As courts have noted in this context, “an appellant’s loss of the right to bring an appeal due to the inadvertent mistakes of his counsel may seem unjust.” Seinfeld, 2007 WL 987867, at *3. However, “the legal system would groan under the weight of a regimen of uncertainty in which time limitations were not rigorously enforced—where every missed deadline was the occasion for the embarkation on extensive trial and appellate litigation to determine the equities of enforcing the bar.” Id. (quoting Enron, 419 F.3d at 123 ).

For all these reasons, the Court concludes that Biegler’s neglect is inexcusable under the precedent of this Circuit. Accordingly, Clarklift-West’s appeal is dismissed.

II. Conclusion

For the foregoing reasons, Clarklift-West’s appeal is DISMISSED. The Clerk of the Court is directed to close this matter.


[1] To this date, no appearance has been filed on the docket on behalf of Clarklift-West by any attorney. As the Court noted in a previous order, a corporation may not appear pro se. See Grace v. Bank Leumi Trust Co., 443 F.3d 180, 192 (2d Cir. 2006) (holding that “it is settled law that a corporation may not appear in a lawsuit against it except through an attorney, and that, where a corporation repeatedly fails to appear by counsel, a default judgment may be entered against it” (internal quotation marks and alteration omitted)). Biegler’s letter brief states that he “has earlier provided a notice of appearance to this Court,” and attaches a document purporting to be such a notice of appearance with a handwritten notation indicating that the notice applies to this case, number 15 Civ. 2112 (JPO). (See Dkt. No. 12, at 3 & Ex. B.) As Biegler must recognize, however, this document, purportedly filed on May 27, 2015, had not previously appeared on the docket in this case, and Clarklift-West remains listed as a pro se party. Nonetheless, the Court considers Biegler’s arguments, which he apparently intends to make on Clarklift-West’s behalf.

[2] The declaration was first filed in paper form. (Dkt. No. 8.) About two weeks later, on June 23, 2015, a copy was filed electronically. (Dkt. No. 9.)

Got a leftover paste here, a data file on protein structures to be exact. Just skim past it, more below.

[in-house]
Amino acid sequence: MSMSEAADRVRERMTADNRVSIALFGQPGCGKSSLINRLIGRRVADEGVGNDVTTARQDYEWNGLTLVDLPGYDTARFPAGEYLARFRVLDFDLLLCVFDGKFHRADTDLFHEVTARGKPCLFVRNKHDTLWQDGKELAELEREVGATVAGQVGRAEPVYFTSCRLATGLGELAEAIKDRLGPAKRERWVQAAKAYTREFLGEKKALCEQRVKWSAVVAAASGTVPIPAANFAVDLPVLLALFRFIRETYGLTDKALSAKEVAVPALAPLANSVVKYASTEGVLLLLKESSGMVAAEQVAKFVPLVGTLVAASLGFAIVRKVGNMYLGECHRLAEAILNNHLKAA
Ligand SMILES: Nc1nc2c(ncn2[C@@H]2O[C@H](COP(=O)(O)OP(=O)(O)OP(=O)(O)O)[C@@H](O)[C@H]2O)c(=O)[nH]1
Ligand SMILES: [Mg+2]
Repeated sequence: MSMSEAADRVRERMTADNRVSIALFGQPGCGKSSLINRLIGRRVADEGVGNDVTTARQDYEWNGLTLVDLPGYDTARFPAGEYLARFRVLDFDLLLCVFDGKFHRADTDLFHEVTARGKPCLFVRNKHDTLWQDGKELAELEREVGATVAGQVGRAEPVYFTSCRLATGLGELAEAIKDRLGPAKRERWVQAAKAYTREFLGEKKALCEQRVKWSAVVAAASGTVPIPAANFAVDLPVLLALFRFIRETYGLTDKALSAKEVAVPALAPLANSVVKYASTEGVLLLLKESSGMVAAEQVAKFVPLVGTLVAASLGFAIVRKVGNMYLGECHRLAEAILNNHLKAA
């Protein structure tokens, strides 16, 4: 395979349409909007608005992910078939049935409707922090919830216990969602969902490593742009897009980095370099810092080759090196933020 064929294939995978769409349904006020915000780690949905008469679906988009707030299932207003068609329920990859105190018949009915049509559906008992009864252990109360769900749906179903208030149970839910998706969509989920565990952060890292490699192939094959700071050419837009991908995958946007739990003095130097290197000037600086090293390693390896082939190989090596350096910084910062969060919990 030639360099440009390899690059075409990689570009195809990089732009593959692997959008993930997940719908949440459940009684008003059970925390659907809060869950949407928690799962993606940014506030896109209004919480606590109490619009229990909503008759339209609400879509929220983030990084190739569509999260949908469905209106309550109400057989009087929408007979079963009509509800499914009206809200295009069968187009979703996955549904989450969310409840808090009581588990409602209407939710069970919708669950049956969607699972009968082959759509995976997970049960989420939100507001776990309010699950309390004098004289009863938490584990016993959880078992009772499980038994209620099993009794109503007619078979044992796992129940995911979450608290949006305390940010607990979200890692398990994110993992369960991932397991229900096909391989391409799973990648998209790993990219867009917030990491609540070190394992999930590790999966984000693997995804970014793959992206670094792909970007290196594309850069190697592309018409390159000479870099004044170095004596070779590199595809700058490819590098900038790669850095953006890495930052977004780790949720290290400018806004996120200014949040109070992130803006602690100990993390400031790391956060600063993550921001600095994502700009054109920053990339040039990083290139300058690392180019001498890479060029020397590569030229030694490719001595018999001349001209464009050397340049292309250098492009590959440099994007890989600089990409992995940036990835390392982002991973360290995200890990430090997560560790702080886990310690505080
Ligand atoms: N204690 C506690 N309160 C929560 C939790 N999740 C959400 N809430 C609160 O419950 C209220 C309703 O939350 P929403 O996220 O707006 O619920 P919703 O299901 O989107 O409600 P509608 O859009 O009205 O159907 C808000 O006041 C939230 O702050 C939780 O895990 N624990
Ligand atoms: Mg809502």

[3] The Court notes that Rule 9006, rather than Rule 8001, governs this appeal. The Second Circuit has held that Rule 9006 (and not Rule 8001) is applicable where a district court is confronted with the question of “under what circumstances should an action or filing be permitted in a bankruptcy proceeding, notwithstanding the party’s failure to comply with a deadline?” In re Lynch, 430 F.3d 600, 605 (2d Cir. 2005) (per curiam) ; see also In re Harris, 464 F.3d 263, 270 & n.5 (2d Cir. 2006) (holding that Rule 8001 applied to a dismissal of a bankruptcy appeal where a party failed to include a hearing transcript in the designation of the record on appeal, and stating that, in contrast, Rule 9006 “concerns when a court should excuse a missed deadline” and “deals with the timeliness of a filing, not its content”).

[4] This is in direct contradiction to a portion of a case cited by the Trustee, In re Sasson Jeans, Inc., 90 B.R. 608, 614 (S.D.N.Y. 1988), which was abrogated by Pioneer.

[5] The Second Circuit has indicated that a “casual attitude towards the bankruptcy rules” may constitute further support for a finding that an attorney’s neglect is inexcusable. Lynch, 430 F.3d at 604 n.4 . Here, the Court finds additional evidence of Biegler’s disregard of various rules in the course of these proceedings. First, after filing a notice of appeal, Appellant was required by former Rule 8006 (now revised as Rule 8009) to file a designation of the record on appeal within 14 days after filing the notice of appeal. Biegler failed to make such a filing until some four months later. (See Bk. No. 10-1568, Dkt. Nos. 57, 58.) Second, after this Court ordered Appellant to show cause why this appeal should not be dismissed for failure to file an appellate brief, Biegler filed his response in paper copy, in contravention of Local Rule 5.2 and the Electronic Case Filing Rules of this Court. (See Dkt. Nos. 5, 8.) An electronic copy was not filed until almost two weeks later, after prompting from chambers. (See Dkt. No. 9.) Finally, Biegler has still not managed to validly file a notice of appearance in this case, despite the express direction of the Court, as further set out above at note 1.